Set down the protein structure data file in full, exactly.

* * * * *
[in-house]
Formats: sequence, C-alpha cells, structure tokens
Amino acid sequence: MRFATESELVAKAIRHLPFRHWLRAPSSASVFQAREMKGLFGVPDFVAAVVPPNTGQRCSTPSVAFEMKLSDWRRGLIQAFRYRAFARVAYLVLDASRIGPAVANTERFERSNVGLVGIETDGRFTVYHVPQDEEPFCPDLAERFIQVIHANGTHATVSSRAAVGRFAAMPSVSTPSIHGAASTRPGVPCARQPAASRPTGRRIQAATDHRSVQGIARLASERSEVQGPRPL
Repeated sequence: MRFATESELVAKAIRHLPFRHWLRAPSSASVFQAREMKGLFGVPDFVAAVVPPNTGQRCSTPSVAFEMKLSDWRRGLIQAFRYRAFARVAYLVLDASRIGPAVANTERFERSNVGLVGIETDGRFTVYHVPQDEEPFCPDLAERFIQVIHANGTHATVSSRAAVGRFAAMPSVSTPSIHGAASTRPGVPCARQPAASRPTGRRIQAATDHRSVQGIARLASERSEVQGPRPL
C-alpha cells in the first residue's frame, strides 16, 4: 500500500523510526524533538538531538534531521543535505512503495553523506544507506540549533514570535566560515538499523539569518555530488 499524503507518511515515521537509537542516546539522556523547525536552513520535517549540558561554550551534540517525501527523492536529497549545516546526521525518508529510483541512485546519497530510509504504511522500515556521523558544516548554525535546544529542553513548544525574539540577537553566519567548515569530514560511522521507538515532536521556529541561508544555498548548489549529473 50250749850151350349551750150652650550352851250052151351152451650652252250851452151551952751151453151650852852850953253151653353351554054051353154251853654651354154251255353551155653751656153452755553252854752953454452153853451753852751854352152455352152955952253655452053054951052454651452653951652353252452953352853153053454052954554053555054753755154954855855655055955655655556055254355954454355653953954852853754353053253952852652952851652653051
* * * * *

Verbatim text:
[in-house]
Formats: sequence, C-alpha cells, structure tokens
Amino acid sequence: MRFATESELVAKAIRHLPFRHWLRAPSSASVFQAREMKGLFGVPDFVAAVVPPNTGQRCSTPSVAFEMKLSDWRRGLIQAFRYRAFARVAYLVLDASRIGPAVANTERFERSNVGLVGIETDGRFTVYHVPQDEEPFCPDLAERFIQVIHANGTHATVSSRAAVGRFAAMPSVSTPSIHGAASTRPGVPCARQPAASRPTGRRIQAATDHRSVQGIARLASERSEVQGPRPL
Repeated sequence: MRFATESELVAKAIRHLPFRHWLRAPSSASVFQAREMKGLFGVPDFVAAVVPPNTGQRCSTPSVAFEMKLSDWRRGLIQAFRYRAFARVAYLVLDASRIGPAVANTERFERSNVGLVGIETDGRFTVYHVPQDEEPFCPDLAERFIQVIHANGTHATVSSRAAVGRFAAMPSVSTPSIHGAASTRPGVPCARQPAASRPTGRRIQAATDHRSVQGIARLASERSEVQGPRPL
C-alpha cells in the first residue's frame, strides 16, 4: 500500500523510526524533538538531538534531521543535505512503495553523506544507506540549533514570535566560515538499523539569518555530488 499524503507518511515515521537509537542516546539522556523547525536552513520535517549540558561554550551534540517525501527523492536529497549545516546526521525518508529510483541512485546519497530510509504504511522500515556521523558544516548554525535546544529542553513548544525574539540577537553566519567548515569530514560511522521507538515532536521556529541561508544555498548548489549529473 50250749850151350349551750150652650550352851250052151351152451650652252250851452151551952751151453151650852852850953253151653353351554054051353154251853654651354154251255353551155653751656153452755553252854752953454452153853451753852751854352152455352152955952253655452053054951052454651452653951652353252452953352853153053454052954554053555054753755154954855855655055955655655556055254355954454355653953954852853754353053253952852652952851652653051